The obituary and the article which are shown below appeared in Essex Archaeology and History News, number 111, in April 1991.
The three cottages were said in the 18th century to be “three tenements previously one”. They are known to have 15th-century timbers surviving. The grey-brick frontages were added in the 19th century – the three are all different.
Number 22 was known as Chantry Cottage.
Dorothy L Sayers was the well-known author who lived at number 24 (Sunnyside) from the early 1930s until her death in 1957. She also had a flat in London.
Cocksmiths was the old name of number 26, going back to at least the 1600s. At the time written about below, it was being used to describe the whole group of three.
Mike Wadhams was a gifted historian of timber-framed buildings who had recently died. He had helped to lead the Witham Archaeological Research Group, and went on to join the County Council’s Historic Building Section. He, and his colleagues there, had worked successfully to ensure that numbers 22-26 Newland Street were preserved, in spite of many difficulties.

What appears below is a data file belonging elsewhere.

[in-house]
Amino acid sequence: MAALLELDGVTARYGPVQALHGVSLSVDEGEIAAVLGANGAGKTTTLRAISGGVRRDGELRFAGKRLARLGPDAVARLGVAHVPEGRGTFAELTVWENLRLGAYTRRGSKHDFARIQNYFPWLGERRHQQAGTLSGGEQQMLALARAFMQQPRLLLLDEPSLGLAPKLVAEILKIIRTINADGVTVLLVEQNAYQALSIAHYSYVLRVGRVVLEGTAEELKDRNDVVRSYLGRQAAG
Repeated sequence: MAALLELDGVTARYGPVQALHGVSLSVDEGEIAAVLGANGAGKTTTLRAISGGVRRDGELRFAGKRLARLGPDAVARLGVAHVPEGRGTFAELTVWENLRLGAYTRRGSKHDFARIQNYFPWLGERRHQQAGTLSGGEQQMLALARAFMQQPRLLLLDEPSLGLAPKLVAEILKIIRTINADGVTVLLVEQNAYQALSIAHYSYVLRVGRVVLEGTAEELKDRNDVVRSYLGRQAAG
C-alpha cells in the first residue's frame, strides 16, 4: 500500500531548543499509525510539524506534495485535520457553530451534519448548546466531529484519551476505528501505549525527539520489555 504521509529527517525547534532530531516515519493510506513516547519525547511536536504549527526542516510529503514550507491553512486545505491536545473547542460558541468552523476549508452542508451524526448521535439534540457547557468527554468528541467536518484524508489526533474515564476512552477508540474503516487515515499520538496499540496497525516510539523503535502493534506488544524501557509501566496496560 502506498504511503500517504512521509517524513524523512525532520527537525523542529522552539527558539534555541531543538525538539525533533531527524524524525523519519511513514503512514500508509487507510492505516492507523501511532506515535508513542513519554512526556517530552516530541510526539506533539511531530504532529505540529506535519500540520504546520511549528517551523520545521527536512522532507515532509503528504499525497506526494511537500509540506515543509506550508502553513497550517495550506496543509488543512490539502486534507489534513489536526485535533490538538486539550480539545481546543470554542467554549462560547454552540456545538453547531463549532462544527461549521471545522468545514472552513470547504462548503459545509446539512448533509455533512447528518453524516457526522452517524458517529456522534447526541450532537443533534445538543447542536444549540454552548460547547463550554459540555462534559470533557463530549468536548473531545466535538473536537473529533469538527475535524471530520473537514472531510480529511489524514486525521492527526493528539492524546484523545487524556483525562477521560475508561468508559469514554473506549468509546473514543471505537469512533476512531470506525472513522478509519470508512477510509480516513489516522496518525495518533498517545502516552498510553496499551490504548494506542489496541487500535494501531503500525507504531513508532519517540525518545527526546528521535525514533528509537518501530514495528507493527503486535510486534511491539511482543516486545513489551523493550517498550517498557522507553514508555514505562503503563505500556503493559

The short first item below is an obituary of Mike by Paul Gilman. The second, longer, item, was written by myself in 1991. It is an account of my conversations with him about the cottages.
Below: an article by Janet Gyford written in 1991, about Mike Wadhams and Dorothy Sayers Cottages, 22-26 Newland Street (Cocksmiths)
See also the following in the Essex Record Office:
T/P 198/3 Survey of Cocksmiths, 22-26 Newland St., Witham (15th-18th centuries with 18th and 19th century alterations)
Incl. plans, sections and elevations, photographs of garden houses, of roof structure and other interior details, drawings of Victorian internal fitments and summary of deeds 1876-1965.
T/P 198/12 Ditto.